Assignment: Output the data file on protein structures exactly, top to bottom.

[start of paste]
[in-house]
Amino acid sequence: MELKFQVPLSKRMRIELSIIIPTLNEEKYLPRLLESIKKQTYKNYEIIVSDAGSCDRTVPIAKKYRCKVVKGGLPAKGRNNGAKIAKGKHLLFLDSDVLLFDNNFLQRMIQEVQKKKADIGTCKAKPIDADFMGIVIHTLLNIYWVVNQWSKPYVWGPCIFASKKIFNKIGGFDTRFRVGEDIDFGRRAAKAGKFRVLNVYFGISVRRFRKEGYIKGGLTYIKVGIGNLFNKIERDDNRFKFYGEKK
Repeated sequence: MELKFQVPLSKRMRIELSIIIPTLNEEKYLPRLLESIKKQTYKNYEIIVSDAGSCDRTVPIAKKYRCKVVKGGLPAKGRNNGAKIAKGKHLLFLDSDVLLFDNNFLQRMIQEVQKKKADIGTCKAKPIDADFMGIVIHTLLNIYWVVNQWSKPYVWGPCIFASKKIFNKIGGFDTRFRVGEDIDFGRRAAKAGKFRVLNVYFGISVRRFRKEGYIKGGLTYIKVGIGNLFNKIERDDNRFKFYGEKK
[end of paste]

[in-house]
Amino acid sequence: MELKFQVPLSKRMRIELSIIIPTLNEEKYLPRLLESIKKQTYKNYEIIVSDAGSCDRTVPIAKKYRCKVVKGGLPAKGRNNGAKIAKGKHLLFLDSDVLLFDNNFLQRMIQEVQKKKADIGTCKAKPIDADFMGIVIHTLLNIYWVVNQWSKPYVWGPCIFASKKIFNKIGGFDTRFRVGEDIDFGRRAAKAGKFRVLNVYFGISVRRFRKEGYIKGGLTYIKVGIGNLFNKIERDDNRFKFYGEKK
Repeated sequence: MELKFQVPLSKRMRIELSIIIPTLNEEKYLPRLLESIKKQTYKNYEIIVSDAGSCDRTVPIAKKYRCKVVKGGLPAKGRNNGAKIAKGKHLLFLDSDVLLFDNNFLQRMIQEVQKKKADIGTCKAKPIDADFMGIVIHTLLNIYWVVNQWSKPYVWGPCIFASKKIFNKIGGFDTRFRVGEDIDFGRRAAKAGKFRVLNVYFGISVRRFRKEGYIKGGLTYIKVGIGNLFNKIERDDNRFKFYGEKK